Obesity in Primary Care: The Comorbidities

June 12, 2017

Often efforts are made in treating the consequences more than the primary cause.

Obesity is directly responsible for more than 100 medical problems and worsens the prognosis of cardiac, pulmonary, and oncological diseases. In many circumstances, efforts are made in treating the consequences of obesity more than treating the primary cause.

Comorbidity Categories[[{"type":"media","view_mode":"media_crop","fid":"60393","attributes":{"alt":"","class":"media-image media-image-right","id":"media_crop_5017863089016","media_crop_h":"0","media_crop_image_style":"-1","media_crop_instance":"7640","media_crop_rotate":"0","media_crop_scale_h":"0","media_crop_scale_w":"0","media_crop_w":"0","media_crop_x":"0","media_crop_y":"0","style":"height: 188px; width: 220px; border-width: 0px; border-style: solid; margin: 5px; float: right;","title":" ","typeof":"foaf:Image"}}]]

Categories of comorbidities include cardiovascular, endocrine and reproductive, GI, musculoskeletal, neurological, pulmonary, psychosocial, and renal and genitourinary. In addition, various types of cancer are associated with obesity.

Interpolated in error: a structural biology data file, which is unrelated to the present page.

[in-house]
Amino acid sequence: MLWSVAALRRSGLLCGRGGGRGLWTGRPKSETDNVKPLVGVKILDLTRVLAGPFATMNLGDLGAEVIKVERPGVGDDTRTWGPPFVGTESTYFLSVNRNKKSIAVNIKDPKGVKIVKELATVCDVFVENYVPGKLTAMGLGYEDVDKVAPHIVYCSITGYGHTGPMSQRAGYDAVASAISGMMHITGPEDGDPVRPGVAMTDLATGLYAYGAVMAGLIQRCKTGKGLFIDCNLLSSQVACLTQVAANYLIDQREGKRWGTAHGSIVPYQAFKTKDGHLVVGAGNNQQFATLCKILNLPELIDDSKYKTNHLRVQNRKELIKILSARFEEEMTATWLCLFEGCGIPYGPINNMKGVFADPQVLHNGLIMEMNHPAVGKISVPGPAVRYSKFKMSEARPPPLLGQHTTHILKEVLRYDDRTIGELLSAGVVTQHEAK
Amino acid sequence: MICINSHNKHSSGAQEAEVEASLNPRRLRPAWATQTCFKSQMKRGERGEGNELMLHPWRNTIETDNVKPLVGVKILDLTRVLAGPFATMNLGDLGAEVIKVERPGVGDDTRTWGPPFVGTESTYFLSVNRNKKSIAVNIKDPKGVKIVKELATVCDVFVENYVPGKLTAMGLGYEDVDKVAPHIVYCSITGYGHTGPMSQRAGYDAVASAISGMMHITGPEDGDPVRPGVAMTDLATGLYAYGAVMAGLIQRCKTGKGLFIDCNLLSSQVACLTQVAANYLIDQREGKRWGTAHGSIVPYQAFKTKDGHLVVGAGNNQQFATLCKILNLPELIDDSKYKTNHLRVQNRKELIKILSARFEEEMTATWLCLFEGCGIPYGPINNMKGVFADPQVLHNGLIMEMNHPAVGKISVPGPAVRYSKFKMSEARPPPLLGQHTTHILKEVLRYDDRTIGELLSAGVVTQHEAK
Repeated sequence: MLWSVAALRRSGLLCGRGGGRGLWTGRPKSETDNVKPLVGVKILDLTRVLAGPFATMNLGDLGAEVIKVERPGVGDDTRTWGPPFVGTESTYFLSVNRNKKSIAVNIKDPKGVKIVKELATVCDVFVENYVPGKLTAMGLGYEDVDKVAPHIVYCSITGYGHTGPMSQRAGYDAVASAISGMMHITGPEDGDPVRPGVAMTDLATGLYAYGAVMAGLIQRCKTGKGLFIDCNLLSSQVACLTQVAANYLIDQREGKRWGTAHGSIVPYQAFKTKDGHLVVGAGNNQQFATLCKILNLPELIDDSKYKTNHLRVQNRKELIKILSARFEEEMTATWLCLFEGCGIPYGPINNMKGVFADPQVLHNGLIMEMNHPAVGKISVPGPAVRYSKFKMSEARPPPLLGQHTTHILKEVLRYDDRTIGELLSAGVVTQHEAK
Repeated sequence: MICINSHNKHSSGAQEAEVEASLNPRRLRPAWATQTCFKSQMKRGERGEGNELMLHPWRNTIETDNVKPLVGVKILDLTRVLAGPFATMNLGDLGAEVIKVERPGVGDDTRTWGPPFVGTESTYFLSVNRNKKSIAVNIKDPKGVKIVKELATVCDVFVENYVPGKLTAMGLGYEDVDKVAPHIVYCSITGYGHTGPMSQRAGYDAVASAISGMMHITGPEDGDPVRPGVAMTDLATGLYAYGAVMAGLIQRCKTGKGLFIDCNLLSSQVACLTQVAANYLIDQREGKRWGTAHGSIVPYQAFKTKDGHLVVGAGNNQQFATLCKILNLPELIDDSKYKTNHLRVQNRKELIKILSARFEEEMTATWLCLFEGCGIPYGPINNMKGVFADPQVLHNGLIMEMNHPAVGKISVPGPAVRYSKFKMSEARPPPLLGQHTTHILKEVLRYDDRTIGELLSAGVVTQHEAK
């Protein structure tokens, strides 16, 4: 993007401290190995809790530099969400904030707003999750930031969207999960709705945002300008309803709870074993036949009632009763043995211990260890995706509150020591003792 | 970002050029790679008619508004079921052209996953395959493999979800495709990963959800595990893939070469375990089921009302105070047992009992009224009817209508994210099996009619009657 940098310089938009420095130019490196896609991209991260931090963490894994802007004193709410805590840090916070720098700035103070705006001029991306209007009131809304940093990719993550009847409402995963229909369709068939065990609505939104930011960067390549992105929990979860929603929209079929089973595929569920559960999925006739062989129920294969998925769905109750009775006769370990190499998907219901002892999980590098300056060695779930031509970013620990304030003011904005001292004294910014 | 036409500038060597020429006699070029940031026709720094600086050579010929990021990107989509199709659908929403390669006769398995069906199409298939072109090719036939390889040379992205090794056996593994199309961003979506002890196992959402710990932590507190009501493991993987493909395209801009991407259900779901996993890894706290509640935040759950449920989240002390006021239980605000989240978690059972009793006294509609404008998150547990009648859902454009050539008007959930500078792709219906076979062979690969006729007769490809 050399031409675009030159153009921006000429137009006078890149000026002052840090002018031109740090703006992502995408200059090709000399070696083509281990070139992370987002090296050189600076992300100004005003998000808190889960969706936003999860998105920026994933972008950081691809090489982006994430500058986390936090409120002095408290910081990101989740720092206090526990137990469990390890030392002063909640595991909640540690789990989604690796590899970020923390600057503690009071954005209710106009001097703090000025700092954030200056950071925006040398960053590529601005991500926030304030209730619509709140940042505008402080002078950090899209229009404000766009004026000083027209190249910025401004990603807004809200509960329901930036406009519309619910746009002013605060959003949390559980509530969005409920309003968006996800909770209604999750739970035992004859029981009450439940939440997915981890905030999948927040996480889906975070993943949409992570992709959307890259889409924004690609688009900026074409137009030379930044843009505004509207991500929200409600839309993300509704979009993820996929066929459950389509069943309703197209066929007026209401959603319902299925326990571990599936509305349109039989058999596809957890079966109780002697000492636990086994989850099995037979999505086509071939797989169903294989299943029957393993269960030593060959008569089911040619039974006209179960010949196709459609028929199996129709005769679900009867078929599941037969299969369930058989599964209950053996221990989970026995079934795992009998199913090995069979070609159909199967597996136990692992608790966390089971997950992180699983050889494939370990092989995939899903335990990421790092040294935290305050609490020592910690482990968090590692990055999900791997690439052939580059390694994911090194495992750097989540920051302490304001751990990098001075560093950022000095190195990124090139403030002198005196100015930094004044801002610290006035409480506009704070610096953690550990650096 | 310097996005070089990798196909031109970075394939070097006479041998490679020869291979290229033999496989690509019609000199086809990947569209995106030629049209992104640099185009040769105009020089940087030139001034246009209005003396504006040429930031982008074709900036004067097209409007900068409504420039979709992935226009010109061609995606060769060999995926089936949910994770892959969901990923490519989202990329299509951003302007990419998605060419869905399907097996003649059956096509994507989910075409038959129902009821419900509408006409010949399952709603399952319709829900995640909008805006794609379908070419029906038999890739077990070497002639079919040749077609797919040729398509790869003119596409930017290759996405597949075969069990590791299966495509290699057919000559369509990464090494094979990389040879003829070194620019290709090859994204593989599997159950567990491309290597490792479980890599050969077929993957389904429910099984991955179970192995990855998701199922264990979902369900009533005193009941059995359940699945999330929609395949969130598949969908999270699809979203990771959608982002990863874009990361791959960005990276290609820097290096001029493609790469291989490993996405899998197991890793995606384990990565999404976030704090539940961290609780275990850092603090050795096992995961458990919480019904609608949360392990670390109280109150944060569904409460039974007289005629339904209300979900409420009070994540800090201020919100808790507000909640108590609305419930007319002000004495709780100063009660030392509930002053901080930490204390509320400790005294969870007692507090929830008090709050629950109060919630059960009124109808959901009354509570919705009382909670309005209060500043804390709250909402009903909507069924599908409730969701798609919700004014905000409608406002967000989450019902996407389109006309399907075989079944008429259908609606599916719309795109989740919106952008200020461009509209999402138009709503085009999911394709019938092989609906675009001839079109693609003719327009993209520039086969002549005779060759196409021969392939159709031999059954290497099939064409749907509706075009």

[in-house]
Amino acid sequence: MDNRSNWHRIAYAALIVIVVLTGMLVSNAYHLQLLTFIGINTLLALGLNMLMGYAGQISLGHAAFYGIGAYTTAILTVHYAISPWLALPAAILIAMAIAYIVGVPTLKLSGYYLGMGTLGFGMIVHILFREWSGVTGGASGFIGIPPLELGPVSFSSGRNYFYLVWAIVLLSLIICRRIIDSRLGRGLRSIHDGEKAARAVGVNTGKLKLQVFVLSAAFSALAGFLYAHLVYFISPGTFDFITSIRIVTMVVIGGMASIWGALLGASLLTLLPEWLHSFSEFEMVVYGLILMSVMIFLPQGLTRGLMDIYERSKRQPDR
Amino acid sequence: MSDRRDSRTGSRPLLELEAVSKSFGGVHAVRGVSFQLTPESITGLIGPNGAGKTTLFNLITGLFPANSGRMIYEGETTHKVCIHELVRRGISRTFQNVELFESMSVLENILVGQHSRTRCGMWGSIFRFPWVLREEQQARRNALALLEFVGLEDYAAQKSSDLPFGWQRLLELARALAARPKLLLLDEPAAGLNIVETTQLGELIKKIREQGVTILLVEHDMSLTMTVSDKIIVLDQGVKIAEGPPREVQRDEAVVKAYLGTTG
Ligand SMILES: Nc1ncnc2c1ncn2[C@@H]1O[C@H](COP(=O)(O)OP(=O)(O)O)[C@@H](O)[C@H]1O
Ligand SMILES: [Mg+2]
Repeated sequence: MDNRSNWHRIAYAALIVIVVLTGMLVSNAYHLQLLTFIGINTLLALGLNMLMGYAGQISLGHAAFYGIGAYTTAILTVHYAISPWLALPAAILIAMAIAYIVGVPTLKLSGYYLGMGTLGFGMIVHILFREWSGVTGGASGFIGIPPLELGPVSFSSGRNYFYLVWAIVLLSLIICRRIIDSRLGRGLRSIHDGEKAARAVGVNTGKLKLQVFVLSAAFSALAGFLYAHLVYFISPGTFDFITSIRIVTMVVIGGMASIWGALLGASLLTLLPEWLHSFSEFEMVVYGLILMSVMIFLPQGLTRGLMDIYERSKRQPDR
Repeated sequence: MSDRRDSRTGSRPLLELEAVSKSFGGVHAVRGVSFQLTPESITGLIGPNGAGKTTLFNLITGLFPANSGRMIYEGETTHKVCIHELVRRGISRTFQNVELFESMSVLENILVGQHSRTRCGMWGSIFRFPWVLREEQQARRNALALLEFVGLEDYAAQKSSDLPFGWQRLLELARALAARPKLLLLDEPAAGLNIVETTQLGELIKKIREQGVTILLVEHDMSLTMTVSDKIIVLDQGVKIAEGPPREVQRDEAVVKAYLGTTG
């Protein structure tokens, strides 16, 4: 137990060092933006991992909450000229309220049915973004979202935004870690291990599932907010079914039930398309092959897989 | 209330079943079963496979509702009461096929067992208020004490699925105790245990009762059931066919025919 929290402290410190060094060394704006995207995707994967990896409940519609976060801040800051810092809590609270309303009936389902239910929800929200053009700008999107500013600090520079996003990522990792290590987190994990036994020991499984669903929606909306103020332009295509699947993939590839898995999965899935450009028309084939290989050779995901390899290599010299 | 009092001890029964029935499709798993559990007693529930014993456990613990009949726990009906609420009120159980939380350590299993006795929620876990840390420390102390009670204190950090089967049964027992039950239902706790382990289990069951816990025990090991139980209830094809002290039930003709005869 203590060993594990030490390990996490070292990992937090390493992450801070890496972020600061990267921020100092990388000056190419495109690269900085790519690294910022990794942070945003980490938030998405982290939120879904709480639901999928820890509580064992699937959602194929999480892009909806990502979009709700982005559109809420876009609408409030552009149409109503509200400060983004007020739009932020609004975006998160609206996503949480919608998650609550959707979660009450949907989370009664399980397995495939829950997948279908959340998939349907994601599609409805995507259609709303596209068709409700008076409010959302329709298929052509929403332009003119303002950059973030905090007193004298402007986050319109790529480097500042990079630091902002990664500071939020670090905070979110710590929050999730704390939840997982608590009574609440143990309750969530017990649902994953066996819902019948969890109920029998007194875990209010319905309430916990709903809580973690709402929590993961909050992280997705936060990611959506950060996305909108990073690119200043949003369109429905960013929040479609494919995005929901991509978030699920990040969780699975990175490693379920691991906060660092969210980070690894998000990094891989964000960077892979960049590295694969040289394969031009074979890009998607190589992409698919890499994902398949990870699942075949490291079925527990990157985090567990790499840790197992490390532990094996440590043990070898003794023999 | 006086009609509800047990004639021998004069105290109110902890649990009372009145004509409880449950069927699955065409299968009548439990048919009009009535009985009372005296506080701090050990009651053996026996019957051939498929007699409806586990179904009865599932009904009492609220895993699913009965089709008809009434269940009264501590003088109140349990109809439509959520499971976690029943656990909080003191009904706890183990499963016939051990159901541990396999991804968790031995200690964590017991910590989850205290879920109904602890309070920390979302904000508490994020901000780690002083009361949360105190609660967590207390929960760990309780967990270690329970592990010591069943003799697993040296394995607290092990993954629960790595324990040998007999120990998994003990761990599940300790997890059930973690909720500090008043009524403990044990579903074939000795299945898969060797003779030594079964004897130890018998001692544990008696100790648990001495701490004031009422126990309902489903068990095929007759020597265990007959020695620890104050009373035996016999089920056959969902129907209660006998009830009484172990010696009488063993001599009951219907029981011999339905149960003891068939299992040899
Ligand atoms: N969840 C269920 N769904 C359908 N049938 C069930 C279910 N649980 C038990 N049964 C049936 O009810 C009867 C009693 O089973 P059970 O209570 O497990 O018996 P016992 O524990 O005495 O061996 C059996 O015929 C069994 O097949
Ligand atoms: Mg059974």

Physicians might use a checklist to help them remember the most prevalent diseases secondary to obesity.

They might include the following:

Cardiovascular

Hypertension

Coronary arteries disease

Congestive heart failure           

Varicose veins

Thromboembolic events

Endocrine and reproductive

Prediabetes/ type 2 diabetes

Dyslipidemia

Polycystic ovarian syndrome/hyperandrogenemia

Male hypogonadism

Infertility

Next: GI, Integument, Musculoskeletal, and Other Comorbidities

Gastrointestinal Comorbidities of Obesity

Nonalcoholic fatty liver disease/steatohepatitis

Gastroesophageal reflux disease

Hernias

Cholelithiasis

Integument

Venous stasis ulcers

Cellulitis

Intertrigo

Acanthosis nigricans

Musculoskeletal

Osteoarthritis

Gout

Immobility

Neurological

Stroke

Pseudotumor cerebri

Nerve entrapment

Pulmonary

Obstructive sleep apnea

Asthma

Pickwickian syndrome

Next: Psychosocial, Renal and Genitourinary, and Cancer

Psychosocial Comorbidities of Obesity

Depression

Anxiety

Low self-esteem

Increased work absenteeism

Negative self-external perception

Isolation

Renal and genitourinary

Nephrolithiasis

Glomerulopathy

Renal insufficiency

Urinary stress incontinence

Pelvic prolapse

Erectile dysfunction

Cancer

Also, various types of cancer are associated with obesity: postmenopausal breast cancer; colon, esophageal, stomach, pancreatic, kidney, gallbladder, and brain cancer; leukemia; non-Hodgkin lymphoma; multiple myeloma; and liver, cervical, ovarian, prostate, bladder and thyroid cancer.

 

Next in this Special Report: Lifestyle factors, weight loss strategies, and medications

For previous sections, please see below:

Obesity in Primary Care: 12 Big Questions

 

Obesity in Primary Care: Making the Diagnosis

 

 

Obesity in Primary Care: 12 Big Questions

Obesity in Primary Care: Making the Diagnosis

- See more at: http://www.patientcareonline.com/special-report/obesity-primary-care-referrals-and-surgery/page/0/2#sthash.Xv236hfi.dpuf